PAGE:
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Like many, the global construction industry was significantly hampered in 2020 by the global pandemic; with projects put on hold and job sites shut, output stagnated and the industry contracted. However, this year has started strongly and initial reports are stating that the industry is on track to grow by five percent, with output currently 2.5 percent higher than it was in 2019. But why is this the case?

It’s a good question, especially when you consider that the construction industry is one where operational process improvements typically take time to be reflected in the outputs. Is it that the workers are well-rested and keen to make up for lost time? Or perhaps as other industries continue to stay shut more people are turning to careers in construction, increasing the size of the labor pool?

On the surface the two above statements may be true, however, the reality is that the industry is gaining momentum because of two driving factors:

  1. Individual economies and central governments are turning to construction as a way of stimulating their economy.
  2. More construction companies than ever are embracing Modern Methods of Construction (MMC) such as offsite and modular construction as they’re able to operate even in Covid’s controlled environments, plus they are a quicker way of operating.


But, let’s add some substance to these two factors starting off with the individual economies investing in construction. Azerbaijan isn’t normally thought of as a construction powerhouse, and over recent years the industry there has declined significantly. Global Construction Review found the sector to have declined by 15.2 percent in 2020, 6.1 percent in 2019 and 8.8 percent in 2018, so it’s safe to say construction has not been a growth area in their economy.

However, as the country looks to rebound from the pandemic and diversify into other markets, the central government is predicting a 9.1 percent growth in construction in 2021 achieved by a $1.3bn fund that is looking to do a number of central projects including repairing or rebuilding 2,661km of road networks. But, Azerbaijan isn’t alone. Uganda is another example where they’re looking to stimulate the economy by investing in construction projects and they are forecasting a six percent growth through 2021.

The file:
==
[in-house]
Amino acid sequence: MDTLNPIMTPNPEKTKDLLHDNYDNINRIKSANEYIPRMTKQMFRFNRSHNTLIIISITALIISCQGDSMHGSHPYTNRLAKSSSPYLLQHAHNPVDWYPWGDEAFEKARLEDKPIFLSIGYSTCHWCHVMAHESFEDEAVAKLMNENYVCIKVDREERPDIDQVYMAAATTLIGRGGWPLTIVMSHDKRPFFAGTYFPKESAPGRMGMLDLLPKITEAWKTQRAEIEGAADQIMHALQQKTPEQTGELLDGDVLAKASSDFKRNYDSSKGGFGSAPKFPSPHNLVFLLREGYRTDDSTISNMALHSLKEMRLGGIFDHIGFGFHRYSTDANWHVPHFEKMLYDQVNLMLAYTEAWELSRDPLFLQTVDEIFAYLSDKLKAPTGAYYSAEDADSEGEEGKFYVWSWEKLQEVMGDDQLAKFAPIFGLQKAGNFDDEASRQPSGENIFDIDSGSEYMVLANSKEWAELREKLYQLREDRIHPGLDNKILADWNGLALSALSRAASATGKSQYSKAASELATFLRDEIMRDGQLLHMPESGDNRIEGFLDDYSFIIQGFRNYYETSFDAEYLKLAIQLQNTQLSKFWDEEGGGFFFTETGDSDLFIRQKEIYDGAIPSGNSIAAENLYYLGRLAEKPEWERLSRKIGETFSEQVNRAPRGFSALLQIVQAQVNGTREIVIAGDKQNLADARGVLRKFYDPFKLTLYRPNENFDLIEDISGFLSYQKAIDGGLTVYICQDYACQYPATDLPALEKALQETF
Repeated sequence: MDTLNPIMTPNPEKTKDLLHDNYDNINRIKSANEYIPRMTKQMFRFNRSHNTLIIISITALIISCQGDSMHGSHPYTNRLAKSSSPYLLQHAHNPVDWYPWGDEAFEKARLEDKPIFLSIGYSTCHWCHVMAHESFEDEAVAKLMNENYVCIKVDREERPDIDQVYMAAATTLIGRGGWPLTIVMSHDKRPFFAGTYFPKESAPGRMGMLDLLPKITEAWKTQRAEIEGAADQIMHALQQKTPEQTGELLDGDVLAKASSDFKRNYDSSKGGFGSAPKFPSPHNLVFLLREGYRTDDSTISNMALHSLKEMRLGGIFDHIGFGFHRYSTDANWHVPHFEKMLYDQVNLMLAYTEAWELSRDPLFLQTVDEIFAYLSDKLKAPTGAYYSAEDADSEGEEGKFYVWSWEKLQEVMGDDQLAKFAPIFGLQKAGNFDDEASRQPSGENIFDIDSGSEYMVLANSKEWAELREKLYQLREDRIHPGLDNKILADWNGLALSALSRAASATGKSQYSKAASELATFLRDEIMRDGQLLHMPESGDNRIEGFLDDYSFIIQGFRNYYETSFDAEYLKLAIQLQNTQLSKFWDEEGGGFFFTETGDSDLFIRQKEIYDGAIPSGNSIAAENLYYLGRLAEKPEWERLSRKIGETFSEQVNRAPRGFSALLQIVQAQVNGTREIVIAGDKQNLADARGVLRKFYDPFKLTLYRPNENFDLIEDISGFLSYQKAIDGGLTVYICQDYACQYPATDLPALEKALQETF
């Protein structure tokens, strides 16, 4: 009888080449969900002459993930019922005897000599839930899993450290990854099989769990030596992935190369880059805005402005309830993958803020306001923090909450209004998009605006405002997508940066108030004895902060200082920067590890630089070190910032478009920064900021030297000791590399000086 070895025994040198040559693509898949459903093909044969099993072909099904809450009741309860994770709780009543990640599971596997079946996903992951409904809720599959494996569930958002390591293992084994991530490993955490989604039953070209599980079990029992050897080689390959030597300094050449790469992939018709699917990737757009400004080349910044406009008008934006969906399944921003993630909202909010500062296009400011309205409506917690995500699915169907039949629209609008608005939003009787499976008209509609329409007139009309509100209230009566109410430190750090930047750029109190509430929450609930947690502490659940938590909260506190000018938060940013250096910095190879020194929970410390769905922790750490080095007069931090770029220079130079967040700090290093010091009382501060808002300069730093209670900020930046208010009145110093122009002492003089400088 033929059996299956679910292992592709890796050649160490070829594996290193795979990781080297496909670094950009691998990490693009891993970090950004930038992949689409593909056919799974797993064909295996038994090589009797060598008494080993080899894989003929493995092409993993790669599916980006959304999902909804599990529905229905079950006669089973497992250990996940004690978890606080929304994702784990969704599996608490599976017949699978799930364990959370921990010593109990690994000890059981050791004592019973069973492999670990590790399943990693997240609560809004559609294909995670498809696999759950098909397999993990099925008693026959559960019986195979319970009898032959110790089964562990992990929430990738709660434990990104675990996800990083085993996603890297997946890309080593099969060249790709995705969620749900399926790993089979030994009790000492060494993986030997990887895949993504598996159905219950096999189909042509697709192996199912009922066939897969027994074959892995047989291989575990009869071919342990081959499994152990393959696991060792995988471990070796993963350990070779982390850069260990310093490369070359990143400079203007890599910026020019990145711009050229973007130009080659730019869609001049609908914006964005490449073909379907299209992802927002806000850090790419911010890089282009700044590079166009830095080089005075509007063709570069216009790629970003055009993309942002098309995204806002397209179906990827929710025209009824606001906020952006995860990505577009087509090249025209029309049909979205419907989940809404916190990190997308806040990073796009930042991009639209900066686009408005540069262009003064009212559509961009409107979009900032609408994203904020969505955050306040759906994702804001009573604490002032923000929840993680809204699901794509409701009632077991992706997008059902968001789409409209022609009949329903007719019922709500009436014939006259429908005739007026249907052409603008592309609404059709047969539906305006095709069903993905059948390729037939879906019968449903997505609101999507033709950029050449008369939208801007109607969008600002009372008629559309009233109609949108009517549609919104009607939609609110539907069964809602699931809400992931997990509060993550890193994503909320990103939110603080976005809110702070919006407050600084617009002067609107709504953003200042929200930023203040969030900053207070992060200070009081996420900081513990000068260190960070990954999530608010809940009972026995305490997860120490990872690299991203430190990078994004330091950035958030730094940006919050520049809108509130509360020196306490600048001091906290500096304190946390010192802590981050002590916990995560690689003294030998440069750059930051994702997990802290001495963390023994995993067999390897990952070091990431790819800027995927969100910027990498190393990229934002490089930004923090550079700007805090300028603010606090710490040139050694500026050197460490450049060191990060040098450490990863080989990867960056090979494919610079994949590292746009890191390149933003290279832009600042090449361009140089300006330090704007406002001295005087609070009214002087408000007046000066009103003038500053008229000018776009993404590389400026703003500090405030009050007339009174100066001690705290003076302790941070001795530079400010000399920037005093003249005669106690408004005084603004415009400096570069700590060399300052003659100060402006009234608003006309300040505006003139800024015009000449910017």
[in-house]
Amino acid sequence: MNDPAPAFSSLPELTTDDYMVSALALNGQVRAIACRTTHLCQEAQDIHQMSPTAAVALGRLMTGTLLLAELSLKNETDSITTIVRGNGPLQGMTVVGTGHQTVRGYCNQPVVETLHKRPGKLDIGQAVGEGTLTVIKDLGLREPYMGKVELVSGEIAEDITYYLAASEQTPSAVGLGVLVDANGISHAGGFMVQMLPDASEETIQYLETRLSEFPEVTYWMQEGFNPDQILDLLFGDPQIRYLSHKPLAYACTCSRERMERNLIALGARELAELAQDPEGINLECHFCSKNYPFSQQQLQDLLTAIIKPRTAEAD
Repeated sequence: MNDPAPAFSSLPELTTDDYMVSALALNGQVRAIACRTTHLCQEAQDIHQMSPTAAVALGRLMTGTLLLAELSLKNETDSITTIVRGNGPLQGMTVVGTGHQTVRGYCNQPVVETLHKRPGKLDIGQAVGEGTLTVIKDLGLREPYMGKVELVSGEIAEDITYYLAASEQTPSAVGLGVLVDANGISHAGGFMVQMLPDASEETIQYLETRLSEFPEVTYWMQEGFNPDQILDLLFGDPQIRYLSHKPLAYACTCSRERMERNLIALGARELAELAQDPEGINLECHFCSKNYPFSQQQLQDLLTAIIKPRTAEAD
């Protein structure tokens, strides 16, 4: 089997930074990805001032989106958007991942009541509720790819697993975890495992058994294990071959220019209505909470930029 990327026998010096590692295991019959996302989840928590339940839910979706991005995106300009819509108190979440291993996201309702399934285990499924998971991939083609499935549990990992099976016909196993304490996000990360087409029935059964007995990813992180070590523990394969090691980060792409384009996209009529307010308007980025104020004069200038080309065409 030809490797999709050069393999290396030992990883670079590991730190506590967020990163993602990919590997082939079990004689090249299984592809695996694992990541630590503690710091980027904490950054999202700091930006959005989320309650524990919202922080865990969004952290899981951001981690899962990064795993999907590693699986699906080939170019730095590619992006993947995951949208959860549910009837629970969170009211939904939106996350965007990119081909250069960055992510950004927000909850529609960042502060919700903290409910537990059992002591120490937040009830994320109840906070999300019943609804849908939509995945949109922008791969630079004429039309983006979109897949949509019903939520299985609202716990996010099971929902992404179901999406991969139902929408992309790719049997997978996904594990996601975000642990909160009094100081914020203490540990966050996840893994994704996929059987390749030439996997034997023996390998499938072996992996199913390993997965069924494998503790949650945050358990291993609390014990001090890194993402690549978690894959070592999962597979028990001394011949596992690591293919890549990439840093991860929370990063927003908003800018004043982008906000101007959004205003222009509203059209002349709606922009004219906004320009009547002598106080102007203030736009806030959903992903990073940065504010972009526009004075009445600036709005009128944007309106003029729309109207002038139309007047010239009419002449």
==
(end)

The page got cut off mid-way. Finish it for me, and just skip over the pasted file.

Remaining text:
So, while it’s understandable and logical for individual governments and countries to invest in construction to recover from a recession and stimulate the economy, that doesn’t explain how the industry has picked up so quickly.

This is where the second point – MMCs – come into focus. MMCs have been a growing trend over the past five years, with their utilization rates low it had been hard to see them moving from a trend to standard practice, however, the pandemic seems to have changed this and those that are embracing them are now gaining benefits.

A recent round table event held by Construction News, in which IFS participated, discussed  ‘Do modern methods equal quality and efficiency’.  Emily King, client solutions director at Mid Group, explained how specializing in MMCs made it easier to keep working throughout lockdown. “Because we had MMC solutions, we had fewer people on site, so our [projects] could keep running,” she said. “We closed one site down in the centre of London for a week while we figured out our travel plans, but everything else kept going.”

The reason for this is that MMCs offer a lot of benefits over traditional construction methods. By prefabricating and managing the process in a controlled environment companies can actively monitor and improve their operational processes. In the pursuit of achieving best practice, this goes a long way and would explain how the construction industry has been able to fire up so quickly.

It will be interesting to see how 2021 will continue to develop and if the growing number of construction companies adopting MMCs will lead to the industry continuing to grow.


Interested in learning more? Read more blogs from Kenny Ingram.

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